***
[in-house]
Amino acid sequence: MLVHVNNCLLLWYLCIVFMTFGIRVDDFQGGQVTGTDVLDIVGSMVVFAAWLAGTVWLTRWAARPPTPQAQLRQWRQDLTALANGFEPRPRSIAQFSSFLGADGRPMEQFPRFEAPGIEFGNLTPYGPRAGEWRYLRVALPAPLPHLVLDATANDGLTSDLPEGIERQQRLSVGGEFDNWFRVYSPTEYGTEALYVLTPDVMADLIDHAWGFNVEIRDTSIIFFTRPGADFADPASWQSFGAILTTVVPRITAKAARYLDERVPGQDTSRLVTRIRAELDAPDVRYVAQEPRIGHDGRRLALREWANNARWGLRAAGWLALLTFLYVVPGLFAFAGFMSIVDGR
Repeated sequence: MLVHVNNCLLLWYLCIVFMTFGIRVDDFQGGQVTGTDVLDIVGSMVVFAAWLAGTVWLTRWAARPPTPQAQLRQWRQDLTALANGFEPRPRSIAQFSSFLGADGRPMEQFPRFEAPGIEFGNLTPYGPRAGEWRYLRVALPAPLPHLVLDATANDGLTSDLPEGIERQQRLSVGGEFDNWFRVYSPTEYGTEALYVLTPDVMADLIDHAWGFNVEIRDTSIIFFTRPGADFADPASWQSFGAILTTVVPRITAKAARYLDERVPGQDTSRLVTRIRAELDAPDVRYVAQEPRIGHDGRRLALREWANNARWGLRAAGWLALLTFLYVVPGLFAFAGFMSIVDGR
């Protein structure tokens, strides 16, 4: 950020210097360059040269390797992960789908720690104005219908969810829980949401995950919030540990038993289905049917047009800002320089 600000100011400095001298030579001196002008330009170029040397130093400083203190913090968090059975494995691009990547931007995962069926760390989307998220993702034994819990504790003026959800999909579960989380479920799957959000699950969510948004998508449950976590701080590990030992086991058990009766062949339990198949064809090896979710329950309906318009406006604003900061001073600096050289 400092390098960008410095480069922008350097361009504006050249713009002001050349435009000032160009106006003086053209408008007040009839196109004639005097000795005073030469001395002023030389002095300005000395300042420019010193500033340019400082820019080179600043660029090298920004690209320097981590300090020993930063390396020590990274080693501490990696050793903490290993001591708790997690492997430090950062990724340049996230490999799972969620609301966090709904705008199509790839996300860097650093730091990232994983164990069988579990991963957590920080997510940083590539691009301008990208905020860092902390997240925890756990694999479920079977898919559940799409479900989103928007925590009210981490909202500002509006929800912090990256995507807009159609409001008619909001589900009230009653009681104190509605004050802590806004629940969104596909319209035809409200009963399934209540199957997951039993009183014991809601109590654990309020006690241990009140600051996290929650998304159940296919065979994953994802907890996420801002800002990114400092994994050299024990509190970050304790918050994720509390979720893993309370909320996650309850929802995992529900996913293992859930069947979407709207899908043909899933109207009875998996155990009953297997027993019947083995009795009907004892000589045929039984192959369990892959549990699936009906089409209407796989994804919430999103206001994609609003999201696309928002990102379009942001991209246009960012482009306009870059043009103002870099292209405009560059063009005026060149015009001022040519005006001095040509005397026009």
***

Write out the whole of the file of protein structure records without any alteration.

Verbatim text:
[in-house]
Amino acid sequence: MLVHVNNCLLLWYLCIVFMTFGIRVDDFQGGQVTGTDVLDIVGSMVVFAAWLAGTVWLTRWAARPPTPQAQLRQWRQDLTALANGFEPRPRSIAQFSSFLGADGRPMEQFPRFEAPGIEFGNLTPYGPRAGEWRYLRVALPAPLPHLVLDATANDGLTSDLPEGIERQQRLSVGGEFDNWFRVYSPTEYGTEALYVLTPDVMADLIDHAWGFNVEIRDTSIIFFTRPGADFADPASWQSFGAILTTVVPRITAKAARYLDERVPGQDTSRLVTRIRAELDAPDVRYVAQEPRIGHDGRRLALREWANNARWGLRAAGWLALLTFLYVVPGLFAFAGFMSIVDGR
Repeated sequence: MLVHVNNCLLLWYLCIVFMTFGIRVDDFQGGQVTGTDVLDIVGSMVVFAAWLAGTVWLTRWAARPPTPQAQLRQWRQDLTALANGFEPRPRSIAQFSSFLGADGRPMEQFPRFEAPGIEFGNLTPYGPRAGEWRYLRVALPAPLPHLVLDATANDGLTSDLPEGIERQQRLSVGGEFDNWFRVYSPTEYGTEALYVLTPDVMADLIDHAWGFNVEIRDTSIIFFTRPGADFADPASWQSFGAILTTVVPRITAKAARYLDERVPGQDTSRLVTRIRAELDAPDVRYVAQEPRIGHDGRRLALREWANNARWGLRAAGWLALLTFLYVVPGLFAFAGFMSIVDGR
């Protein structure tokens, strides 16, 4: 950020210097360059040269390797992960789908720690104005219908969810829980949401995950919030540990038993289905049917047009800002320089 600000100011400095001298030579001196002008330009170029040397130093400083203190913090968090059975494995691009990547931007995962069926760390989307998220993702034994819990504790003026959800999909579960989380479920799957959000699950969510948004998508449950976590701080590990030992086991058990009766062949339990198949064809090896979710329950309906318009406006604003900061001073600096050289 400092390098960008410095480069922008350097361009504006050249713009002001050349435009000032160009106006003086053209408008007040009839196109004639005097000795005073030469001395002023030389002095300005000395300042420019010193500033340019400082820019080179600043660029090298920004690209320097981590300090020993930063390396020590990274080693501490990696050793903490290993001591708790997690492997430090950062990724340049996230490999799972969620609301966090709904705008199509790839996300860097650093730091990232994983164990069988579990991963957590920080997510940083590539691009301008990208905020860092902390997240925890756990694999479920079977898919559940799409479900989103928007925590009210981490909202500002509006929800912090990256995507807009159609409001008619909001589900009230009653009681104190509605004050802590806004629940969104596909319209035809409200009963399934209540199957997951039993009183014991809601109590654990309020006690241990009140600051996290929650998304159940296919065979994953994802907890996420801002800002990114400092994994050299024990509190970050304790918050994720509390979720893993309370909320996650309850929802995992529900996913293992859930069947979407709207899908043909899933109207009875998996155990009953297997027993019947083995009795009907004892000589045929039984192959369990892959549990699936009906089409209407796989994804919430999103206001994609609003999201696309928002990102379009942001991209246009960012482009306009870059043009103002870099292209405009560059063009005026060149015009001022040519005006001095040509005397026009």